TV: For me, the classic example would be Claes Oldenburg’s store. I think it’s interesting to think about the difference between performance and social engagement for a work of art, because they’re so close together. When you look at the 1960s action paintings, there’s a whole performance involved with someone like Jackson Pollock; a performance around producing that work of art. We get really fascinated by the artist’s production; this idea of the performance of production that we’re aware of without seeing it. It’s just assumed that there’s this whole hair pulling process that requires loads of drugs, and staying up for 24 hours, and pushing your body to its limits, to produce a good work of art. At least right now, I’m interested in looking at how we start to kind of dissect the difference between what we consider to be art that addresses social relations, or performance art, or any art that’s considered to be interacting with the viewer. A lot of interactive art isn’t like actually engaging the viewer at all. If you look at somebody like Olafur Eliasson, it’s not interactive. It’s projecting an action onto the viewer, which is not social.
BW: I like that you brought up Claes Oldenburg. He’s one of my favorite artists.
The Anatomy of the Body Electric has a kind of tiered system of collaboration where the artist pairs text or DM to generate correspondence, and then that correspondence is shown as it is generated alongside a few conversations. You guys have essentially created this living thing as the show continues to exist and change. I would love it if you guys could speak about the spirit of collaboration in relation to this show, as well as the internet as an institution for showing art.
TV: At the time we were looking at a lot of 1960s and 70s feminist art collective building mechanisms and a lot of those had really forced primary school-esque ‘pass the baton’ kind of structures. You get to say your bit when you have the baton. We were interested in fusing that sort of collective building with today’s rapid fire internet. It’s about bridging the gap between the older and more modern collaboration format.
BW: Why did you guys decide to do it in installments instead of just collecting everything for a month and then just putting it all out there?
SL: We liked the concept of following people, so it’s not something that has happened and then you’re seeing it later. You’re able to keep up with the duo, and have the illusion that you are with them along the journey. It’s also that you want to come back every week as if you were watching a TV show. We just thought that pattern in itself was unique to the internet. Then the plan is just to see what happens. Like, how are people going to respond?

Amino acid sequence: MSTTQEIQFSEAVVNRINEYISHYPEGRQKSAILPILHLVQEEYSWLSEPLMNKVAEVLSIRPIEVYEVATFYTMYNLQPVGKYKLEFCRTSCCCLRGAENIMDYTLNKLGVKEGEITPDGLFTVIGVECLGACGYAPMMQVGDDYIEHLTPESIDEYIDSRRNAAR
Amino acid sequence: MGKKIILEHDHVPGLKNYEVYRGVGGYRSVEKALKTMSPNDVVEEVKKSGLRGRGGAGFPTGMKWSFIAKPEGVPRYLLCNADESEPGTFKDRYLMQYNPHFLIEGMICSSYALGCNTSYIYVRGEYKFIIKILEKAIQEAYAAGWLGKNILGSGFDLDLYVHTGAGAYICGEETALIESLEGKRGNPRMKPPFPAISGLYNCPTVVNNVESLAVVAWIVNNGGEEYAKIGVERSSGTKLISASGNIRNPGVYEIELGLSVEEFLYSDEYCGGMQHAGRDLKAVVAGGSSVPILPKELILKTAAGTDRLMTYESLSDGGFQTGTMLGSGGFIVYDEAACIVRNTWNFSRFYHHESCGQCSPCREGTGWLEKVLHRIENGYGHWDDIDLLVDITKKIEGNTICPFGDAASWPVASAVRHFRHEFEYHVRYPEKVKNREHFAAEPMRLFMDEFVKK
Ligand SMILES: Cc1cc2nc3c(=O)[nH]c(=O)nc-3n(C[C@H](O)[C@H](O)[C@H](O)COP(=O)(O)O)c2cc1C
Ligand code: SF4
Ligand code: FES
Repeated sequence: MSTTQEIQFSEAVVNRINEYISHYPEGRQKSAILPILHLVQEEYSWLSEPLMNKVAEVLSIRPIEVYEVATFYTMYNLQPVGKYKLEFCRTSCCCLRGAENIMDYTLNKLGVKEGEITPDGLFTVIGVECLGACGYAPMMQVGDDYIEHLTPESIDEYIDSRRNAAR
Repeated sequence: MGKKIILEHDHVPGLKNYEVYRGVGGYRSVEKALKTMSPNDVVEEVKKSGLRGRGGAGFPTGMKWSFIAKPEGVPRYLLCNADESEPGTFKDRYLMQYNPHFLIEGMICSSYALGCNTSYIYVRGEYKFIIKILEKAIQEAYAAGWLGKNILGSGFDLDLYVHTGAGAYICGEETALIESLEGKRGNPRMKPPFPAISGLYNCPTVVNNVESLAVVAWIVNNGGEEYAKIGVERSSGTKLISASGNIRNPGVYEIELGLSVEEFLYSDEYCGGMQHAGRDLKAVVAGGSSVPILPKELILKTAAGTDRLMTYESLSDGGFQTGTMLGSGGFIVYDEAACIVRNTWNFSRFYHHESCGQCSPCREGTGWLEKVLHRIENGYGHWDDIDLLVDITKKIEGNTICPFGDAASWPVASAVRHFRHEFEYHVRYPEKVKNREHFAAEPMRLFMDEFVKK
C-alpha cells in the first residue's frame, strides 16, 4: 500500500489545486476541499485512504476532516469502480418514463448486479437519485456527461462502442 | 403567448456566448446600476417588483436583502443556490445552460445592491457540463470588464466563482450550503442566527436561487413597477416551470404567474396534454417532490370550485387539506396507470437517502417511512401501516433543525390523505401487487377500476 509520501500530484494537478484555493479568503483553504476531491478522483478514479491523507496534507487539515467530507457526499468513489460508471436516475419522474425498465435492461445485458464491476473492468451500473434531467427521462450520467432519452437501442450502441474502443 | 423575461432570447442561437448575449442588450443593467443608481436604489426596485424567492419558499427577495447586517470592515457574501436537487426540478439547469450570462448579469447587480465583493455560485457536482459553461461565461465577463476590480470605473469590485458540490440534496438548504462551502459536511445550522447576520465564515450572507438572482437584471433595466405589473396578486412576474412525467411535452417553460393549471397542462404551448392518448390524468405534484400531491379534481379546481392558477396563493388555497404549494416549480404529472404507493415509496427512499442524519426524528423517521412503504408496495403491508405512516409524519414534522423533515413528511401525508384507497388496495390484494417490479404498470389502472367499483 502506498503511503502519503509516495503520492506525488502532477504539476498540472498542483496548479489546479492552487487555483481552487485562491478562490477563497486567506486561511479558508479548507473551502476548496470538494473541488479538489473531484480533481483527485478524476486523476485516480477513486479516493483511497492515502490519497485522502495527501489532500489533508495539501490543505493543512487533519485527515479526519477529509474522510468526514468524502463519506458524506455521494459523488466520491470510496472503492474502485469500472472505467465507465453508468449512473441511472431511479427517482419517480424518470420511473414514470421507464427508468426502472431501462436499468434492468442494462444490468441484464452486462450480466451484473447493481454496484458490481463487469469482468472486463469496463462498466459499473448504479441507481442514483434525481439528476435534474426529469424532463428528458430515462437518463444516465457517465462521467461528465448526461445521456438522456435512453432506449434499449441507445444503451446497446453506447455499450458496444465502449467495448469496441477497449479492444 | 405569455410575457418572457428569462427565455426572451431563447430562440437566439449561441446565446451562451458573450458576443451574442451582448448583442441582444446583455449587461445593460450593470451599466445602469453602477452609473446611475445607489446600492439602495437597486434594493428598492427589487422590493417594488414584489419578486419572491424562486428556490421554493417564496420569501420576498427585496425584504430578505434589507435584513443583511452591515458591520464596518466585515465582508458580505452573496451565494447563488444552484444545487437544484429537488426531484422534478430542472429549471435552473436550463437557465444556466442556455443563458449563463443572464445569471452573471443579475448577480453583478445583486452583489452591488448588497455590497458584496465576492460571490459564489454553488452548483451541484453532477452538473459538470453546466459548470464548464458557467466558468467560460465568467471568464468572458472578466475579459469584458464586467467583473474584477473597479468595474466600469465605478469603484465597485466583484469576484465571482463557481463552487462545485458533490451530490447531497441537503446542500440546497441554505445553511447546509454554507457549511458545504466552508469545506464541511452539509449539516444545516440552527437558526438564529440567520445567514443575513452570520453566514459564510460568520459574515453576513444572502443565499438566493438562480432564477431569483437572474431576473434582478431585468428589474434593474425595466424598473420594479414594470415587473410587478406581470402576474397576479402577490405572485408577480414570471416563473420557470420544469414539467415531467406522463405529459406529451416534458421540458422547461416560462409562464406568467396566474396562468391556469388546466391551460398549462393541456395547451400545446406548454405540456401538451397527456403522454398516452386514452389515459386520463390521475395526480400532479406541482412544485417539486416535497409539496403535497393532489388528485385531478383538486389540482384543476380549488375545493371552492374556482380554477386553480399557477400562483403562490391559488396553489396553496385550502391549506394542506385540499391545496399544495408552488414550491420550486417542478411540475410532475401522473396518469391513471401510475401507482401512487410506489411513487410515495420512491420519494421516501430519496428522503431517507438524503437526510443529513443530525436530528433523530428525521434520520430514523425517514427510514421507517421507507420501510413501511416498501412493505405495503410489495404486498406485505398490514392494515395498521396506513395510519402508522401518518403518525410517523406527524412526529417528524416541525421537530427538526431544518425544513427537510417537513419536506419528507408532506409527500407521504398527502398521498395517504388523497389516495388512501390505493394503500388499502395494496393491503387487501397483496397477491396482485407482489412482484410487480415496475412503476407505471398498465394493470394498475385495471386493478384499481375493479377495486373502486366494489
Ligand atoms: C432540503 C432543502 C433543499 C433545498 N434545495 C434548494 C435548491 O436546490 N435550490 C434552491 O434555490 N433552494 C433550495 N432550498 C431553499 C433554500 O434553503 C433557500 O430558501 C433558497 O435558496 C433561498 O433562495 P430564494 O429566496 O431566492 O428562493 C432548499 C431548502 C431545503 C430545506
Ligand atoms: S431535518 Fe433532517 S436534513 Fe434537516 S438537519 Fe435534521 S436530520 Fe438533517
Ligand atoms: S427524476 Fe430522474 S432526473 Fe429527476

TV: A lot of the show is just about being critical of the methods of communication that we’re using on a daily basis. I like that the internet is continual and there’s always something new, something specific to that experience. Going into it, we kept asking, what is specific to being on the internet? The episodic format, definitely. We want it to be instantly accessible but also for there to actually be a relationship. To create any kind of intimacy with people, it can’t be completely public. Secrecy is super, super important to developing relationships.
BW: How did you guys decide that you wanted to start Now Curation and how did you make it happen?
TV: We were willing to put in the hours. Beyond that, I wouldn’t say that there’s a huge barrier to entry. Usually people are happy to show their work, especially if you’re talking to people who are your own age.
SL: A big part of it is going in being confident in what you want to do. Being able to say, okay, we want to put this show together. Then, maximizing the digital platform. Nothing we did could have been possible without Instagram. You have to be social and sometimes ask for help, “Oh, do you know someone that could introduce us to venues? Do you know someone who could introduce us to this person?” It’s just about getting yourself out there. Do your best and have that journey be public.
TV: I think the biggest thing probably is money. Our first show, we spent 150 pounds on the venue and we only had it for two days, which in retrospect was not a great deal. It was a white cube space and people thought it so legit, even though it was only like 150 pounds. Which is definitely a significant sum of money. We were willing to do it. We both worked as waitresses last year and you know, you pull it together.
SL: There’s ways of making it more affordable. And then if you’re willing to accept that you will lose a bit of money, it’s doable. You just kind of have to see it through.